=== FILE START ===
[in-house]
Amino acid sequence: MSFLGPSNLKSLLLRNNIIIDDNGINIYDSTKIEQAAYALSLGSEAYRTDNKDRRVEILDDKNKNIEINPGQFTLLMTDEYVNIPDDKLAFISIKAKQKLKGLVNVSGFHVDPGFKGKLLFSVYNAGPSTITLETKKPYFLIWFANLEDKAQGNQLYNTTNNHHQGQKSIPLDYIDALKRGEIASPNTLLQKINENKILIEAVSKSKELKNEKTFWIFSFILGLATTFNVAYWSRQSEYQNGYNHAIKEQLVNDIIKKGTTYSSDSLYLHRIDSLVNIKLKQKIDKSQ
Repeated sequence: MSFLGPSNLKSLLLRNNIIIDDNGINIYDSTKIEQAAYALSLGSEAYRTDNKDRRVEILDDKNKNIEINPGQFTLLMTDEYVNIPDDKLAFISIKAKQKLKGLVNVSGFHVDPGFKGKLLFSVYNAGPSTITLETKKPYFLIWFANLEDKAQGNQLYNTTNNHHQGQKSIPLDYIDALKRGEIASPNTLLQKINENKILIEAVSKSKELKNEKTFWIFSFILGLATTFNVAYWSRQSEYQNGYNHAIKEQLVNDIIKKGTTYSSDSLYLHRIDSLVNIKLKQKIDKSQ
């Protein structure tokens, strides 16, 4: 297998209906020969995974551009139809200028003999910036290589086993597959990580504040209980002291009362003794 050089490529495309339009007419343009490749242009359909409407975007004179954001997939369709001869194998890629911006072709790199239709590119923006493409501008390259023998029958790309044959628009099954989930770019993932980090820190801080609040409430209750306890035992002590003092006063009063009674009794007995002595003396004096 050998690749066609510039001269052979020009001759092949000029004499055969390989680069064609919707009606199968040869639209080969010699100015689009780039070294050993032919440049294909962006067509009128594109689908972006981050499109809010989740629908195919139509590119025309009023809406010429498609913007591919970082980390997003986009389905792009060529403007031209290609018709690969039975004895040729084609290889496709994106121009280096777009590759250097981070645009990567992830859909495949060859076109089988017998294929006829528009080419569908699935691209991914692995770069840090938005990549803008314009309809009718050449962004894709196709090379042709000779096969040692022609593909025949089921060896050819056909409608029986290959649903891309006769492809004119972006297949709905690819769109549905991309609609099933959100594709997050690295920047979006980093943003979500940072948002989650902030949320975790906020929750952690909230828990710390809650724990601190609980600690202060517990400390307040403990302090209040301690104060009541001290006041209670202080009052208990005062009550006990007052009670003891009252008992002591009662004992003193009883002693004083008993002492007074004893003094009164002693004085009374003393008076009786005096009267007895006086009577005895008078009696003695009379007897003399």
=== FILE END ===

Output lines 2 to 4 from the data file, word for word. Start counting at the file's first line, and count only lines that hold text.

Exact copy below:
Amino acid sequence: MSFLGPSNLKSLLLRNNIIIDDNGINIYDSTKIEQAAYALSLGSEAYRTDNKDRRVEILDDKNKNIEINPGQFTLLMTDEYVNIPDDKLAFISIKAKQKLKGLVNVSGFHVDPGFKGKLLFSVYNAGPSTITLETKKPYFLIWFANLEDKAQGNQLYNTTNNHHQGQKSIPLDYIDALKRGEIASPNTLLQKINENKILIEAVSKSKELKNEKTFWIFSFILGLATTFNVAYWSRQSEYQNGYNHAIKEQLVNDIIKKGTTYSSDSLYLHRIDSLVNIKLKQKIDKSQ
Repeated sequence: MSFLGPSNLKSLLLRNNIIIDDNGINIYDSTKIEQAAYALSLGSEAYRTDNKDRRVEILDDKNKNIEINPGQFTLLMTDEYVNIPDDKLAFISIKAKQKLKGLVNVSGFHVDPGFKGKLLFSVYNAGPSTITLETKKPYFLIWFANLEDKAQGNQLYNTTNNHHQGQKSIPLDYIDALKRGEIASPNTLLQKINENKILIEAVSKSKELKNEKTFWIFSFILGLATTFNVAYWSRQSEYQNGYNHAIKEQLVNDIIKKGTTYSSDSLYLHRIDSLVNIKLKQKIDKSQ
């Protein structure tokens, strides 16, 4: 297998209906020969995974551009139809200028003999910036290589086993597959990580504040209980002291009362003794 050089490529495309339009007419343009490749242009359909409407975007004179954001997939369709001869194998890629911006072709790199239709590119923006493409501008390259023998029958790309044959628009099954989930770019993932980090820190801080609040409430209750306890035992002590003092006063009063009674009794007995002595003396004096 050998690749066609510039001269052979020009001759092949000029004499055969390989680069064609919707009606199968040869639209080969010699100015689009780039070294050993032919440049294909962006067509009128594109689908972006981050499109809010989740629908195919139509590119025309009023809406010429498609913007591919970082980390997003986009389905792009060529403007031209290609018709690969039975004895040729084609290889496709994106121009280096777009590759250097981070645009990567992830859909495949060859076109089988017998294929006829528009080419569908699935691209991914692995770069840090938005990549803008314009309809009718050449962004894709196709090379042709000779096969040692022609593909025949089921060896050819056909409608029986290959649903891309006769492809004119972006297949709905690819769109549905991309609609099933959100594709997050690295920047979006980093943003979500940072948002989650902030949320975790906020929750952690909230828990710390809650724990601190609980600690202060517990400390307040403990302090209040301690104060009541001290006041209670202080009052208990005062009550006990007052009670003891009252008992002591009662004992003193009883002693004083008993002492007074004893003094009164002693004085009374003393008076009786005096009267007895006086009577005895008078009696003695009379007897003399």